Commentary Magazine


Splitting Up

During the whole of my childhood I knew only two youngsters whose families were not intact. One was a boy in my neighborhood, quiet and almost unbearably shy, whose father had died and who was being raised by his mother. The other was my classmate for part of a year in junior high school. This boy would not talk much about himself, but we were somehow able to learn that he was being raised by his grandparents, following his own parents’ divorce.

This was the only divorce I and my friends had ever heard about. The boy himself was different from most of us—impulsive, hyperactive, and, though bright, unable to focus his attention on work. He became so disruptive that he was suspended from school, an event unique for that time and place. In my own family circle, his circumstances were felt to be the height of misfortune, and his fate was discussed in the most sorrowful terms. “What will happen to the poor child? What other troubles lie in wait for him?”

Within my family, indeed, broken marriage was in general viewed as an alien and catastrophic event. A second cousin, who had had a hard time establishing a career, was married in his middle thirties to a woman of the same age who had been divorced. Consternation followed. A divorcee was a fallen woman, or close to it. One of my aunts even raised the question of whether the bride was really Jewish, or had simply pretended to be in order to get a new husband. In time, that marriage settled into a most ordinary one, but suspicions persisted, and for some years the hapless woman continued to be referred to as “the divorcee.”

When I grew up and looked back, none of this seemed surprising to me, given my family and milieu. In my neighborhood we were almost all working-class, immigrant, religious, Jewish, and those who were not were working-class, immigrant, religious, Irish or Italian Catholic. In these cultures, marriages, however wretched they might be, were permanent. A bad marriage was a sad but unalterable fact of life. You would no more think of exchanging your spouse for another than you would think of trading in your ailing cardiovascular system for a better one.

And so in later years I always assumed that the stern view of marriage and divorce with which I was familiar as a child reflected the provincialism of my background. Americans at large, I reasoned, although they may not have approved of marital break-up, surely took it in stride and, unlike my family, did not treat it as an unspeakable tragedy. And I therefore also assumed, when I used to read about rises in rates of divorce and unmarried motherhood among Americans, that we were seeing not a dramatic nationwide acceleration but just steady increases in already well-established trends. True, more marriages were ending, and more illegitimate children were being born; but these changes marked an evolution, I thought, not a revolution.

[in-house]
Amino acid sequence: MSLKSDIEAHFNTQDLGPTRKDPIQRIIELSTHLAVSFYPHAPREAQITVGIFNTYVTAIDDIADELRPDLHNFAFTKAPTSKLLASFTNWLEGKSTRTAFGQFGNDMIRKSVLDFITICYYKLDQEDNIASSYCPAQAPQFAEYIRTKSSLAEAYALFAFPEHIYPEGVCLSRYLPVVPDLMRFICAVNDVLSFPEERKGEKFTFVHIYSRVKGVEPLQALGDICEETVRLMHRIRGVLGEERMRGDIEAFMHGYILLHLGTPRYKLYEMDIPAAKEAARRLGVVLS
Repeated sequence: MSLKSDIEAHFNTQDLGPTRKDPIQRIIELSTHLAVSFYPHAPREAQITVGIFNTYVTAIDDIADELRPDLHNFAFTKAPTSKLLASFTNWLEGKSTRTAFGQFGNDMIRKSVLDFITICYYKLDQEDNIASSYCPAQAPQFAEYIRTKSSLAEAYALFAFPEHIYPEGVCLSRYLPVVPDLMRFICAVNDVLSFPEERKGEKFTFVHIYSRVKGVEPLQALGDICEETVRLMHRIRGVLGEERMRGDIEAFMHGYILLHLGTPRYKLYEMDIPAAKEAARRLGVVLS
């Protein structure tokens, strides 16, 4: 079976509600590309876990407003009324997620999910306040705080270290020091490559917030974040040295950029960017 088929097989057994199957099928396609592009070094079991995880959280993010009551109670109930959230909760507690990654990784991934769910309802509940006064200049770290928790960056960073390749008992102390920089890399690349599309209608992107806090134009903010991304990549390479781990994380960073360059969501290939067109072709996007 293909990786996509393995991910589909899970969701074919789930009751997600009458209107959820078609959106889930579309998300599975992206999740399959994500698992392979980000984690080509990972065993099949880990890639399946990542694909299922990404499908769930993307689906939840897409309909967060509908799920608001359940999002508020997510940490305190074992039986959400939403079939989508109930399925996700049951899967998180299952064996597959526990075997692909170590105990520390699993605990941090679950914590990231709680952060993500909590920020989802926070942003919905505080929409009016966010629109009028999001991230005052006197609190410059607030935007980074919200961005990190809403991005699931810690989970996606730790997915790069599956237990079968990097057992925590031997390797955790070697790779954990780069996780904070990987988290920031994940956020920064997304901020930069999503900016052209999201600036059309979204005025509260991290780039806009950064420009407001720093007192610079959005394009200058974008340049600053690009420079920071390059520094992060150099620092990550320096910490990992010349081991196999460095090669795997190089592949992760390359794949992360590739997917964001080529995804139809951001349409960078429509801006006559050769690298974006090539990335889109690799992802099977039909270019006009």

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I could not have been more mistaken. In fact, in recent decades we have been witnessing extraordinary changes in the nature and function of the family—in marriage, child-rearing, and divorce. And these changes have not crept up on us in gradual increments: within a single generation, in some instances within a decade, we have seen doublings, triplings, and quadruplings in the incidence of very troubling behaviors. The statistics have become well-enough known, especially those concerning illegitimacy: within about a quarter-century—1970 to 1992—the proportion of children born out of wedlock increased from 11 percent to 30 percent; among blacks, the current rate is an astonishing 70 percent. Similarly, where 8 percent of white children born in the 1950′s spent their childhood with one parent, for those born in 1980 the figure is 31 percent, and among black children the proportions jumped in the same period from 22 percent to 59 percent. And the figures for divorce are more arresting still: among white women marrying in the 1940′s, 14 percent eventually divorced; of those married in the late 1960′s and early 1970′s, half are already divorced, and today there is a 60-40 chance that a marriage will end in divorce.

Commenting on these and many similar findings, Lawrence Stone, the eminent historian of the family, has written:

The scale of marital breakdown in the West since 1960 has no historical precedent, and seems unique. There has been nothing like it for the last 2,000 years, and probably longer.

Like most good historians, Stone is not given to excess, and that statement is itself as startling as the findings he and others are addressing. Yet most of us, while noting the emergence of a “divorce problem,” have somehow found ways to avoid confronting either its extent or its potential gravity. As the sociologist David Popenoe has pointed out, we have here an example of what Daniel P. Moynihan has called “defining deviancy down,” a kind of mental trick whereby we ignore what will not fit into our wishes or assumptions by reclassifying behavior as normal that once would have been universally regarded as abnormal and undesirable.